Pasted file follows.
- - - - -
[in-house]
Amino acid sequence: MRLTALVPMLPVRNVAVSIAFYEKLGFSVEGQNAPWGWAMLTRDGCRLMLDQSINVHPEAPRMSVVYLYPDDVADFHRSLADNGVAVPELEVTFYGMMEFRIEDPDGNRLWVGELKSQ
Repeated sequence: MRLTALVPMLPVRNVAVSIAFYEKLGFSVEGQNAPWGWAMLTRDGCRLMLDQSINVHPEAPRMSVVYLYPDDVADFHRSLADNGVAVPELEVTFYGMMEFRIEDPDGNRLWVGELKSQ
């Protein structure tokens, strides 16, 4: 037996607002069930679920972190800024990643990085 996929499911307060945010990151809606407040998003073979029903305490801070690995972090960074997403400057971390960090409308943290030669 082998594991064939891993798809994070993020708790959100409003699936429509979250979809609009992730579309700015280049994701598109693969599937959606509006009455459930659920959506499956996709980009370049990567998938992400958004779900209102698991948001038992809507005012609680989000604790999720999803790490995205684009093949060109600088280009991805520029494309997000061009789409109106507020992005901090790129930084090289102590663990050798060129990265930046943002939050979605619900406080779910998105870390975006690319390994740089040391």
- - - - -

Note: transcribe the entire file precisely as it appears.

[in-house]
Amino acid sequence: MRLTALVPMLPVRNVAVSIAFYEKLGFSVEGQNAPWGWAMLTRDGCRLMLDQSINVHPEAPRMSVVYLYPDDVADFHRSLADNGVAVPELEVTFYGMMEFRIEDPDGNRLWVGELKSQ
Repeated sequence: MRLTALVPMLPVRNVAVSIAFYEKLGFSVEGQNAPWGWAMLTRDGCRLMLDQSINVHPEAPRMSVVYLYPDDVADFHRSLADNGVAVPELEVTFYGMMEFRIEDPDGNRLWVGELKSQ
């Protein structure tokens, strides 16, 4: 037996607002069930679920972190800024990643990085 996929499911307060945010990151809606407040998003073979029903305490801070690995972090960074997403400057971390960090409308943290030669 082998594991064939891993798809994070993020708790959100409003699936429509979250979809609009992730579309700015280049994701598109693969599937959606509006009455459930659920959506499956996709980009370049990567998938992400958004779900209102698991948001038992809507005012609680989000604790999720999803790490995205684009093949060109600088280009991805520029494309997000061009789409109106507020992005901090790129930084090289102590663990050798060129990265930046943002939050979605619900406080779910998105870390975006690319390994740089040391």